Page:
For years, society has accepted the fact that women will marry, have children, and raise up their families. For many thousands of years, this was the only path in life that women were allowed to follow. Even in our “modern” times, women who flout this convention and choose not to marry, not to have children, are labeled as feminists, lesbians, and ball-busters. Is it so unacceptable for a woman to go it alone…for life?
It seems to me that every girl I run into that I went to High School with is now: a) married, b) has at least one child, or c) all of the above. These are young girls we’re talking about here, at least they still seem young to me. And every one I run into with a shining, happy face and shining, gold-coloured ring absolutely makes me want to cringe. Married…before thirty?! But why?
I think about what I would actually do if I were married and had children, and I mean right now. Not how I would behave five, ten years from now, but what I would do if I left work this afternoon and had two or three children (including a husband) to attend to. It is one of the scariest thoughts I have ever imagined. I know that I wouldn’t be able to handle it. It isn’t something that I think I can’t do or think I might get stressed out over, I mean this is something that I know for a fact I absolutely could not handle. I would end up being one of those people who goes to the store for a pack of cigarettes and just never comes back – I really think I might do that. I would be one of those horror stories you hear about, and then twenty years from now my offspring would be sitting somewhere crying about how Mommy left to go to the store and never, ever was heard from again. Why, I wonder, would I want to put myself and everyone else through something like that?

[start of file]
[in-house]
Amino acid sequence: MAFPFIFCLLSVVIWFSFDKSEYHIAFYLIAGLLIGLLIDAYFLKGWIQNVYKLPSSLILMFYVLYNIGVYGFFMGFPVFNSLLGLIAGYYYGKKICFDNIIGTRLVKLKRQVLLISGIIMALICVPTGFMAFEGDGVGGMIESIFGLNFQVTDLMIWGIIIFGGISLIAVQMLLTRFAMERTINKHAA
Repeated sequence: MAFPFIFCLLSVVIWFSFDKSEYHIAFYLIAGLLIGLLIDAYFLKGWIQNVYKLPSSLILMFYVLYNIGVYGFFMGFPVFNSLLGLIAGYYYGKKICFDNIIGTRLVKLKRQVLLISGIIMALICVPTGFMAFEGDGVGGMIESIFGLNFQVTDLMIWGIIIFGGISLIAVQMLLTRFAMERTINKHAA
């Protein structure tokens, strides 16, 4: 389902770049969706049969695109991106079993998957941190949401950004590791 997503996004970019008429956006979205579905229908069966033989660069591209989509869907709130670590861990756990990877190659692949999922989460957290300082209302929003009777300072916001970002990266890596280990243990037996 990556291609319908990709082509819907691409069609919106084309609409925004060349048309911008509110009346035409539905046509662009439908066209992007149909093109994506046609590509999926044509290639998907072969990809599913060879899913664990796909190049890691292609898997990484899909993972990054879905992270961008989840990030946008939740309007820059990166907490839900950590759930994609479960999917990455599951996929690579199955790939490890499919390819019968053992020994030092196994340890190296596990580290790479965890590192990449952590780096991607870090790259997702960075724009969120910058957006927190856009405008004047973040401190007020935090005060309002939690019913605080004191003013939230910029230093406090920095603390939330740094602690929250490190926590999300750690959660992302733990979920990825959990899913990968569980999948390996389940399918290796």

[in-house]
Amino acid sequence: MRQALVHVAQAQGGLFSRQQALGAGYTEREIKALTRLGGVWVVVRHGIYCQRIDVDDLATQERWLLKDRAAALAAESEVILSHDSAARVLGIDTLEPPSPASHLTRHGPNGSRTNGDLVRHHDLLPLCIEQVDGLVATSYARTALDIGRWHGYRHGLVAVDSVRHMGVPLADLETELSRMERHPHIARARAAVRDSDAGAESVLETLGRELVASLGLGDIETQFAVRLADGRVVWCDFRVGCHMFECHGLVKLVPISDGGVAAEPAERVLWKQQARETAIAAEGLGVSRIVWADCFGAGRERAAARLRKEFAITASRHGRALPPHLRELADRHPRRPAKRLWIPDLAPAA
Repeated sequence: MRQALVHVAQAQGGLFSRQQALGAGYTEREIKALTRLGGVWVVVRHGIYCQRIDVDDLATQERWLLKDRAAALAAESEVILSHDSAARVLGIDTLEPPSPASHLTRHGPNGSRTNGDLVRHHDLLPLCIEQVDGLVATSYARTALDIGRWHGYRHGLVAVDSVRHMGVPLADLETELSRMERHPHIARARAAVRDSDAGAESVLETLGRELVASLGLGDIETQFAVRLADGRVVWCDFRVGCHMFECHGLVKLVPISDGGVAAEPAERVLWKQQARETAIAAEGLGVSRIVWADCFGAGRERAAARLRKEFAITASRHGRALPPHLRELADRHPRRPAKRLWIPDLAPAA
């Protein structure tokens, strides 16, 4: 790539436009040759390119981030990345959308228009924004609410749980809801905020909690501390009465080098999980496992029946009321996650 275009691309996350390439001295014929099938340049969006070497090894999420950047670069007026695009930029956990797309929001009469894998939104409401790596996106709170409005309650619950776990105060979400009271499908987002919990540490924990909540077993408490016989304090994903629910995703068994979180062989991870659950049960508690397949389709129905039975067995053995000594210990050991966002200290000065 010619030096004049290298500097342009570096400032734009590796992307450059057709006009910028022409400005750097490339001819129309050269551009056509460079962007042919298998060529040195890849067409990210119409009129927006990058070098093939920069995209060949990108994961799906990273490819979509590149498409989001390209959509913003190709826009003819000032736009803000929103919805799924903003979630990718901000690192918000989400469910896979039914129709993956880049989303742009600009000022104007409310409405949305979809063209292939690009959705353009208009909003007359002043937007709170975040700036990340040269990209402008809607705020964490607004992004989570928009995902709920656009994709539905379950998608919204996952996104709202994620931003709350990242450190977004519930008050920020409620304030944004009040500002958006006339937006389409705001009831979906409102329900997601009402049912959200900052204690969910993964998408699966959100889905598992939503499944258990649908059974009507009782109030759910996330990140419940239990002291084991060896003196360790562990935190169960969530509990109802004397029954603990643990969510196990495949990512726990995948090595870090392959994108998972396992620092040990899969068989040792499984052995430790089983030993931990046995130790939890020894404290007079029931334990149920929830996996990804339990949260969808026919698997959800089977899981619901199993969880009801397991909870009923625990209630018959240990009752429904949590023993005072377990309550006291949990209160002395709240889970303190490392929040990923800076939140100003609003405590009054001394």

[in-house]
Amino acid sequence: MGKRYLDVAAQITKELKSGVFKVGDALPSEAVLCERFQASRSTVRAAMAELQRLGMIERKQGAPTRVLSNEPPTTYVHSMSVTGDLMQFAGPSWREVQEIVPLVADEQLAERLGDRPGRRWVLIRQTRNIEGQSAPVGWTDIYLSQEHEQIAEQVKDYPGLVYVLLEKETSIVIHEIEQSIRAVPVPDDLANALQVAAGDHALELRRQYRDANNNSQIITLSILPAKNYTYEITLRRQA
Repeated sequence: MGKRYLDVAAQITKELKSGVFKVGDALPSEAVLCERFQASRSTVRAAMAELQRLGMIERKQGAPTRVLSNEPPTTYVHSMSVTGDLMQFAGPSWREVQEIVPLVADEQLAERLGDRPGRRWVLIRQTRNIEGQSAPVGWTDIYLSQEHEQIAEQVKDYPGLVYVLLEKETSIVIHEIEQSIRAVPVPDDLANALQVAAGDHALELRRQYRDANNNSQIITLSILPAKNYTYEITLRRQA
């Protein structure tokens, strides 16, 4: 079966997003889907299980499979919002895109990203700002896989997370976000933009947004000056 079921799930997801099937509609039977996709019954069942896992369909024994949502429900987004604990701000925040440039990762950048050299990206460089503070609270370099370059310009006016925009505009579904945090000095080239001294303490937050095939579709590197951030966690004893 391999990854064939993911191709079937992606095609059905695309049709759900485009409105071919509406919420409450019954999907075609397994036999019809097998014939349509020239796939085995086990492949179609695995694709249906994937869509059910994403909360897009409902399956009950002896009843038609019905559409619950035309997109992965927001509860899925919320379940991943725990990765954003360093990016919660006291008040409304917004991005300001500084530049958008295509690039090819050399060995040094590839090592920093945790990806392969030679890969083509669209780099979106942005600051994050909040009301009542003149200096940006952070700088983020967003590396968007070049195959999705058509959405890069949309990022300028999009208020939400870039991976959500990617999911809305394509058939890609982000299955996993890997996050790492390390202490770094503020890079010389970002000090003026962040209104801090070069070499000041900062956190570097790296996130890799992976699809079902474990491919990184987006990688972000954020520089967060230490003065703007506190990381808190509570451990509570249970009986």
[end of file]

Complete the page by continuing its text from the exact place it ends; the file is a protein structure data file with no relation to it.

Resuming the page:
To be perfectly blunt, I’m not sure I ever want to be married. I know that I don’t ever, ever want to have children. Yet it seems like at least once a month I run into a girl that I know is my age, and she’s married, or engaged, or expecting, or celebrating her child’s birthday – something. The women I know all want to marry and have children. The thought of such a life is actually repulsive to me. Does it make me a freak that I don’t want to marry and have children?
Is there…something wrong with me?
When all the world seems ready to settle down and start a family and you aren’t, it can seem that way. The looks I’ve gotten from people when I say “I don’t want kids” would make you think I just said “I’m a terrorist.” There is even more pressure for married women to start having children, as if you are not allowed to marry without the intention of procreating. It seems a lonely road to walk to not have children when everyone from your parents to your friends to the whole blasted society is hounding you to do just the opposite. But how much of a minority are we, really?
A Boston news program made the statement that doctors say that women, no matter their age, who do give birth have less chance of getting breast cancer in their lives than women who remain childless. This is exactly the sort of terrifying statistic that will have women running to fertility clinics all around the globe. According to WebMD, one in eight women will get breast cancer regardless – that is a 13% chance that a woman will have breast cancer at some point in